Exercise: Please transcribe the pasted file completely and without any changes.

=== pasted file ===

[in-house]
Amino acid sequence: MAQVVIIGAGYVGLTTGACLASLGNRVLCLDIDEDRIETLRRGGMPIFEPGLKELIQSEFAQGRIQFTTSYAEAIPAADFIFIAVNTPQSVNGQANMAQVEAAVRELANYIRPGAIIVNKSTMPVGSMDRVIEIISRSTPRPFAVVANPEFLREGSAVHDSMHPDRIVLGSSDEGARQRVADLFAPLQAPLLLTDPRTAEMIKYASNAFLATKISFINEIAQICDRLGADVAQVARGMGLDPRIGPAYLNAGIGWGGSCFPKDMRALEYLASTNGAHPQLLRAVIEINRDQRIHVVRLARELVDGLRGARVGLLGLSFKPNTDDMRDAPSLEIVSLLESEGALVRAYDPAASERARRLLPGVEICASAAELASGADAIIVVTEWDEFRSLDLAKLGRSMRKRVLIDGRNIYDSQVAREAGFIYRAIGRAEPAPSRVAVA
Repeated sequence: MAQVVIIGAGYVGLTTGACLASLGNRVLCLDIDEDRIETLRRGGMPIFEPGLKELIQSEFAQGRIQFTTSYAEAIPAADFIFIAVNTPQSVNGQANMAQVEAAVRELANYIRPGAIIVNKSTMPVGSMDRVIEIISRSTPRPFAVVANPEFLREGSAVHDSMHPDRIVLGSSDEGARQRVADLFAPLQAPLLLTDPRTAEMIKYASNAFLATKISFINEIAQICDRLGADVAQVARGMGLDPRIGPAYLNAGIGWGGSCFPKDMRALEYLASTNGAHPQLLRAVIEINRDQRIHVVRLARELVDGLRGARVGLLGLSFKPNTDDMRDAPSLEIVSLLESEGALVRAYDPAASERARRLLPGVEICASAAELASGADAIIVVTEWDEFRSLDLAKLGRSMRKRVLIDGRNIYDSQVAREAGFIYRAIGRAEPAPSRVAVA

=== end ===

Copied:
[in-house]
Amino acid sequence: MAQVVIIGAGYVGLTTGACLASLGNRVLCLDIDEDRIETLRRGGMPIFEPGLKELIQSEFAQGRIQFTTSYAEAIPAADFIFIAVNTPQSVNGQANMAQVEAAVRELANYIRPGAIIVNKSTMPVGSMDRVIEIISRSTPRPFAVVANPEFLREGSAVHDSMHPDRIVLGSSDEGARQRVADLFAPLQAPLLLTDPRTAEMIKYASNAFLATKISFINEIAQICDRLGADVAQVARGMGLDPRIGPAYLNAGIGWGGSCFPKDMRALEYLASTNGAHPQLLRAVIEINRDQRIHVVRLARELVDGLRGARVGLLGLSFKPNTDDMRDAPSLEIVSLLESEGALVRAYDPAASERARRLLPGVEICASAAELASGADAIIVVTEWDEFRSLDLAKLGRSMRKRVLIDGRNIYDSQVAREAGFIYRAIGRAEPAPSRVAVA
Repeated sequence: MAQVVIIGAGYVGLTTGACLASLGNRVLCLDIDEDRIETLRRGGMPIFEPGLKELIQSEFAQGRIQFTTSYAEAIPAADFIFIAVNTPQSVNGQANMAQVEAAVRELANYIRPGAIIVNKSTMPVGSMDRVIEIISRSTPRPFAVVANPEFLREGSAVHDSMHPDRIVLGSSDEGARQRVADLFAPLQAPLLLTDPRTAEMIKYASNAFLATKISFINEIAQICDRLGADVAQVARGMGLDPRIGPAYLNAGIGWGGSCFPKDMRALEYLASTNGAHPQLLRAVIEINRDQRIHVVRLARELVDGLRGARVGLLGLSFKPNTDDMRDAPSLEIVSLLESEGALVRAYDPAASERARRLLPGVEICASAAELASGADAIIVVTEWDEFRSLDLAKLGRSMRKRVLIDGRNIYDSQVAREAGFIYRAIGRAEPAPSRVAVA